State Fair

The pandemic forced the cancellation of the State Fair last year but it’s roaring back to life near Ahwatukee this fall.

The roar of midway rides and the smell of fried everything is coming to a place not far from Ahwatukee this fall.

The State Fair Board last week voted to move the 2021 fair to the Wild Horse Pass Motorsports Park, saying it was bigger than the fairgrounds and thus could better accommodate socially distanced patrons.

Although the board in a release called it a temporary location and a lease was signed only for one year, the decision comes at a time when a Scottsdale developer and the Wild Horse Pass Development Authority are assembling tenants for a 3,300-acre sports and entertainment complex.

The project lead, Sunbelt Holdings of Scottsdale, and the Gila River Indian Community’s development arm envision additional hotels, wellness and event centers, an outdoor amphitheater for concerts, sports facilities, outdoor recreation and parks, restaurants, retail establishments and an office park.

Sunbelt Holdings declined AFN’s request for comment on whether the State Fair’s move might  become more permanent.

The fair administration through a Sunbelt Holdings spokeswoman said, “Future years are unknown as this is currently just a one-year agreement.  In addition to Wild Horse Pass being an ideal state fair location, the larger site at WHP Motorsports Park allows for physically distancing and other health mitigation measures.”

Dates are still being finalized, though the fair is tentatively slated for Oct. 7-31.

Following its vote March 25, the fair board issued a statement that said:

“Since 1905, the Arizona State Fair has been a shining jewel in downtown Phoenix, drawing residents from across our State. Feeling the urge to bring fun back to the community this Fall, the Arizona Exposition and State Fair Board today voted to move forward with the 2021 Fair on the Wild Horse Pass Development Authority.”

The fair was canceled last year because of the pandemic.

“As the impact of COVID-19 continues to affect the way the live event industry operates, we’ve been exploring ways to hold an event safely and successfully,” said Wanell Costello, state fair executive Director. 

Board Chairman Jonathan Lines added, “While we are hopeful that vaccine distribution will mean a return to normality, this temporary location gives us the ability to plan and ensure the fair goes on no matter what.”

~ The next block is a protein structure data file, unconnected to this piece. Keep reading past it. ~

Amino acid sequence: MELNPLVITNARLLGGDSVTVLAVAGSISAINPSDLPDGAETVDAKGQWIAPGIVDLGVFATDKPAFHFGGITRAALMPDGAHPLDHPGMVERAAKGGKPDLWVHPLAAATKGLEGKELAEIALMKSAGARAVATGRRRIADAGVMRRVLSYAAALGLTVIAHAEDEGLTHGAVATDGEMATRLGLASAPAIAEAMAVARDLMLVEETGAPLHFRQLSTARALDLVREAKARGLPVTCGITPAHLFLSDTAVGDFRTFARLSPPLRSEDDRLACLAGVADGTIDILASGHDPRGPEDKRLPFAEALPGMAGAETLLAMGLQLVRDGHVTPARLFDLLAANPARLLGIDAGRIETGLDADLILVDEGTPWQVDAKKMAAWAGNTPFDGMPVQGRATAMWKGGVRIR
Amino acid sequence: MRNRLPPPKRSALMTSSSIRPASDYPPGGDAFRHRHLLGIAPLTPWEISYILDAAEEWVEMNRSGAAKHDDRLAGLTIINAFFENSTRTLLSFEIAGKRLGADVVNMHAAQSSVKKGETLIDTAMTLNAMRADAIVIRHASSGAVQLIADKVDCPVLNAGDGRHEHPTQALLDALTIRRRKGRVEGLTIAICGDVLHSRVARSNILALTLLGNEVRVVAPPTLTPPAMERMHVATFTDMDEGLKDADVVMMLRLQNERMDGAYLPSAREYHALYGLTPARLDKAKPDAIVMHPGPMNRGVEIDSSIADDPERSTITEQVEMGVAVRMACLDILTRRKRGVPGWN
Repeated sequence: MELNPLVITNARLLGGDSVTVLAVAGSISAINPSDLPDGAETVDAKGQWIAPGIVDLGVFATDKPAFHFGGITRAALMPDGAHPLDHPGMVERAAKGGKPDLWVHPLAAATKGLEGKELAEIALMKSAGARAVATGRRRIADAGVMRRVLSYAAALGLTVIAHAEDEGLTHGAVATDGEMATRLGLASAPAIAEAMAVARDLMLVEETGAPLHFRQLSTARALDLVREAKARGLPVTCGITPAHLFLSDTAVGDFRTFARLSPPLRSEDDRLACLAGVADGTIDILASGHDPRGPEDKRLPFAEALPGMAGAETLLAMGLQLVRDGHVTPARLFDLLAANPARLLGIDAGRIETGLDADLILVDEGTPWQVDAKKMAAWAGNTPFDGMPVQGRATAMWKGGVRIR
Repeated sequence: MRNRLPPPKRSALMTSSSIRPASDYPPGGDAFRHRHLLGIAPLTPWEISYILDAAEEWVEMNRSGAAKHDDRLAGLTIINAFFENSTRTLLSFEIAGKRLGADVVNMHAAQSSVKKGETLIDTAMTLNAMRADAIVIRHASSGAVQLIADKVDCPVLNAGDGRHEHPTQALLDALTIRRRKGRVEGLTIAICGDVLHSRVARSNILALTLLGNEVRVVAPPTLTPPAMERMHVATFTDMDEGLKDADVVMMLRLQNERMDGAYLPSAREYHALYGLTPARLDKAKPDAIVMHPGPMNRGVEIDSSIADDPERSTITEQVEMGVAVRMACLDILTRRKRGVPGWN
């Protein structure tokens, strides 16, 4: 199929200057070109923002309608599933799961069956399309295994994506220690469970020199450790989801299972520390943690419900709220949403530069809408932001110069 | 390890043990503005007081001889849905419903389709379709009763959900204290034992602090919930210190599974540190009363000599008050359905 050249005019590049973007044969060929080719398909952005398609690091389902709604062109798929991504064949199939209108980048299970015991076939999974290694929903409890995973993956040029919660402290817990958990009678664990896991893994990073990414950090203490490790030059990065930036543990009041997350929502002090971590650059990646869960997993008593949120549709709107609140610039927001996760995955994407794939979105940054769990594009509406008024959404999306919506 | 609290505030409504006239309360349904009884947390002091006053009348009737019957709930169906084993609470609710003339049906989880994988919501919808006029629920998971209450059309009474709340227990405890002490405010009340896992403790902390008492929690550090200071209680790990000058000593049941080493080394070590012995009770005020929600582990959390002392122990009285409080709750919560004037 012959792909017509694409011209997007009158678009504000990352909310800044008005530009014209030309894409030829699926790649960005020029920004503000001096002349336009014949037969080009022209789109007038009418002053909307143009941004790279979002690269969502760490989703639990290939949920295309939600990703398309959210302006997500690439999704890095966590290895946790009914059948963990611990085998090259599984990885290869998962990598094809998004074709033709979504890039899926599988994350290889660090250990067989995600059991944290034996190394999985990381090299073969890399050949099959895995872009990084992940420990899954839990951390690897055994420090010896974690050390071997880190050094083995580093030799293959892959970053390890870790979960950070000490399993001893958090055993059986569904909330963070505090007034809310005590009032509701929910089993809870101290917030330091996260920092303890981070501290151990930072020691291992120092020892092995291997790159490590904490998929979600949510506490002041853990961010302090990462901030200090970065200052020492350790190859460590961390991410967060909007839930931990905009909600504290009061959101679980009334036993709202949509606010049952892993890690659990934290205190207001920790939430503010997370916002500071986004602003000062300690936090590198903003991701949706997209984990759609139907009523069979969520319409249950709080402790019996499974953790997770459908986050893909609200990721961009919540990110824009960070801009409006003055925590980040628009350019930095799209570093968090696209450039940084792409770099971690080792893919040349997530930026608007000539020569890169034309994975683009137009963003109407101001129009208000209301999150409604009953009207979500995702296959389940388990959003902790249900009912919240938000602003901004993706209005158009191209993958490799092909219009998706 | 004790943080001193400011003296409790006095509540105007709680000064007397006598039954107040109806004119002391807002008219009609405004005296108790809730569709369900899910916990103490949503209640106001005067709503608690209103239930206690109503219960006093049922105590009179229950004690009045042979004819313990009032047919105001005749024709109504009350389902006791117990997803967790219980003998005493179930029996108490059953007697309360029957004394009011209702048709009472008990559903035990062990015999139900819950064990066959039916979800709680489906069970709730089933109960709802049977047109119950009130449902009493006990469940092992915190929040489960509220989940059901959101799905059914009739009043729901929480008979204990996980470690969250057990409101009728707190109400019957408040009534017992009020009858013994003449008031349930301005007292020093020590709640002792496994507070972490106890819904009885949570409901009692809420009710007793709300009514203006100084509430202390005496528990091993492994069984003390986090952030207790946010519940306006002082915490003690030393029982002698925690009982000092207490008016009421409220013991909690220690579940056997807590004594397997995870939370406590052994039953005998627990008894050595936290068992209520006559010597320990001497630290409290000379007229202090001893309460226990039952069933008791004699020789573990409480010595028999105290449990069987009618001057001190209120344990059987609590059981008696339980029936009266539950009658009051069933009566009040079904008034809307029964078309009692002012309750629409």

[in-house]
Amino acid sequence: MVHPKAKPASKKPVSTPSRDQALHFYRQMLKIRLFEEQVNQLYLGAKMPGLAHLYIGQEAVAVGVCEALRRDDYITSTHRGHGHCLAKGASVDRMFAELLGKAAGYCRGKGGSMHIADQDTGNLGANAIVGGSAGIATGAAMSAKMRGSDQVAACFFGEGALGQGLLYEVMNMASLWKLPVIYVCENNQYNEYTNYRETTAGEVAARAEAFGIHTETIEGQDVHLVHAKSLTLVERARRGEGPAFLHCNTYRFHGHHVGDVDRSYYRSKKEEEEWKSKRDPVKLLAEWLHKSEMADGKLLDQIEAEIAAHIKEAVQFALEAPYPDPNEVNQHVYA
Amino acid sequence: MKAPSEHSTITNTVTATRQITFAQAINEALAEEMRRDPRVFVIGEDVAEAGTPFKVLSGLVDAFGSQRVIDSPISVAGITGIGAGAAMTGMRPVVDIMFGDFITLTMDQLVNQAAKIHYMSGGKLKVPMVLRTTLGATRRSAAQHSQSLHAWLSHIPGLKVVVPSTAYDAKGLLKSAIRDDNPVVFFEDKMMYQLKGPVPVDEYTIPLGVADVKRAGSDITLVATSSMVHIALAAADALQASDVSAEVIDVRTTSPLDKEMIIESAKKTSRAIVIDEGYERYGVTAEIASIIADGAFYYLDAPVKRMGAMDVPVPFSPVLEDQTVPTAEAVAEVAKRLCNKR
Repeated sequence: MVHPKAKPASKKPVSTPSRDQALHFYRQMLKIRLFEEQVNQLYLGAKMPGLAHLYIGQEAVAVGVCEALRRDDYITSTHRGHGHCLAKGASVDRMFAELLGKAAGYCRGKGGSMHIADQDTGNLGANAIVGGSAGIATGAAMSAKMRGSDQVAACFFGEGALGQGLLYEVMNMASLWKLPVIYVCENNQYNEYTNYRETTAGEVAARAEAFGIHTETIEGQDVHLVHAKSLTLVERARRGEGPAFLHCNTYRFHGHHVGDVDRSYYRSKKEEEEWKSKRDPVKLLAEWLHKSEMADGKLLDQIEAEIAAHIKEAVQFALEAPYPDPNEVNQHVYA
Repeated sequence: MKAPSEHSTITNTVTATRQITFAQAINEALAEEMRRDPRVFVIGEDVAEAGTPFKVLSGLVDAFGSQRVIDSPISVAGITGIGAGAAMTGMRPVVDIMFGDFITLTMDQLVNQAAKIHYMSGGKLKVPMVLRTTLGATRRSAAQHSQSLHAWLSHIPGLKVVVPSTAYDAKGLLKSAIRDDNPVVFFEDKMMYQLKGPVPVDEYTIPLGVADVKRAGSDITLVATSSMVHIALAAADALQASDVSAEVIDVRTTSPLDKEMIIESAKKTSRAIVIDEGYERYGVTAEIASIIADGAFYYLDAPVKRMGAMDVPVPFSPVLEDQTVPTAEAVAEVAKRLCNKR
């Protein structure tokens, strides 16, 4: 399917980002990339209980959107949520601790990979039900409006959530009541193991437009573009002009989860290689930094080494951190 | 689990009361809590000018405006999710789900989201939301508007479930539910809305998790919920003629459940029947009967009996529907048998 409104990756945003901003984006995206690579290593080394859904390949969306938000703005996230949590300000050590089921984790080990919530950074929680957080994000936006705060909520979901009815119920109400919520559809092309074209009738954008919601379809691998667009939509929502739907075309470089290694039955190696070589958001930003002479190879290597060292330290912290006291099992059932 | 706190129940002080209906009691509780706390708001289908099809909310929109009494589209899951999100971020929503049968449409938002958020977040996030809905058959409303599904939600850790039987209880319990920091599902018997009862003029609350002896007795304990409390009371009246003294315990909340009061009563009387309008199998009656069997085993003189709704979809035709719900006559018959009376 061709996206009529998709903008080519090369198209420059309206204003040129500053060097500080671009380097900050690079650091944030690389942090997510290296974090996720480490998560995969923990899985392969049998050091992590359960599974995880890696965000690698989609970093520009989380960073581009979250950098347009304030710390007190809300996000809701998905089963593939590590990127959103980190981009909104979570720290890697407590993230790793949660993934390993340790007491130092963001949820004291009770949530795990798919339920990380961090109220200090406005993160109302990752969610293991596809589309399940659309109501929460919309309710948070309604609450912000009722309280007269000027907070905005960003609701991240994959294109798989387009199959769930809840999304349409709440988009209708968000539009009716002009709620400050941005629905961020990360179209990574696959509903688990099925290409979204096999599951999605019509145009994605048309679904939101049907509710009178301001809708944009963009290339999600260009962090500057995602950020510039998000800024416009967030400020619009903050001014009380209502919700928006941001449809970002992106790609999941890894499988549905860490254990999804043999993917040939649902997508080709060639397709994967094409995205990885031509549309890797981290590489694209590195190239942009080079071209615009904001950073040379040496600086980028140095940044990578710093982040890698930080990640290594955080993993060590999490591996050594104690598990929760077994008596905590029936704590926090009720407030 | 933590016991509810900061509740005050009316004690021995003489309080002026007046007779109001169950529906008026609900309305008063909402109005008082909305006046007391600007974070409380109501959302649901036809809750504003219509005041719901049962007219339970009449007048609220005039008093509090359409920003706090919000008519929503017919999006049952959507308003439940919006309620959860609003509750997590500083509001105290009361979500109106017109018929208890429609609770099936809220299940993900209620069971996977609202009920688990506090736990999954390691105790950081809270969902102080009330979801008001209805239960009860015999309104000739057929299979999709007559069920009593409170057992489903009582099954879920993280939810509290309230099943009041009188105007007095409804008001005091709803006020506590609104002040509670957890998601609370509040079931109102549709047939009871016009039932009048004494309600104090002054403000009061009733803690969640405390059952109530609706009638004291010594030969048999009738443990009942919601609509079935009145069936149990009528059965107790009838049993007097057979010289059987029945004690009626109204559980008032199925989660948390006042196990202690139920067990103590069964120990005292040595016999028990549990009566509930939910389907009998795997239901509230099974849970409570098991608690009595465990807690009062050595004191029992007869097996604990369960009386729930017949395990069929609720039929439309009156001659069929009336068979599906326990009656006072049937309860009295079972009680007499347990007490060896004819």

Named a Top 10 State Fair by USA Today, over a million guests visit the fair each year.

That raises questions as to whether noise from the fair will reach the ears of some Ahwatukee residents who in the past have complained about well-attended raves held at Rawhide Western Town and Event Center, which is located on Wild Horse Pass land but a bit farther south of the fair site.

Almost every rave in the past has generated a series of spirited social media comments, mainly on Ahwatukee 411, with some people complaining they can hear the music emanating from Rawhide and other posters defending the young people who attend the events.

The board said in no uncertain terms that virtually every feature the Arizona State Fair is known for will be at the Wild Horse Pass version.

“And beyond cotton candy, turkey legs, funnel cake and fried food on sticks, beyond the Skyride and the Mega Drop, the fluffy animals and Coliseum Concerts, are the memories Arizonans have treasured for generations, the board’s statement said. “For 2021, this tradition continues at the Wild Horse Pass Development Authority.”

The fair also coincides with the scheduled beginning of the four-year project to widen the I-10 from the 17 “Split” interchange to the Loop 202 Santan Freeway/South Mountain Freeway.

The Arizona Department of Transportation is planning an additional HOV lane in each direction between the Salt River bridges and just west of US 60; a new collector-distributor roadway system that would funnel traffic to local and express lanes to improve traffic flow; reconstruction of the I-10/State Route 143 interchange to improve access to and from Phoenix Sky Harbor International Airport; and improving US 60 near the junction with I-10.

The announcement of the fair’s purportedly temporary relocation drew kudos from Ahwatukee City Councilman Sal DiCiccio, who posted on his Facebook page, “Wild Horse Pass has an amazing facility that will allow the fair more room to operate and follow distancing protocols. Ahwatukee residents have a unique chance to enjoy this great event in their backyard. Restaurants, hotels and others in the area will benefit greatly.”

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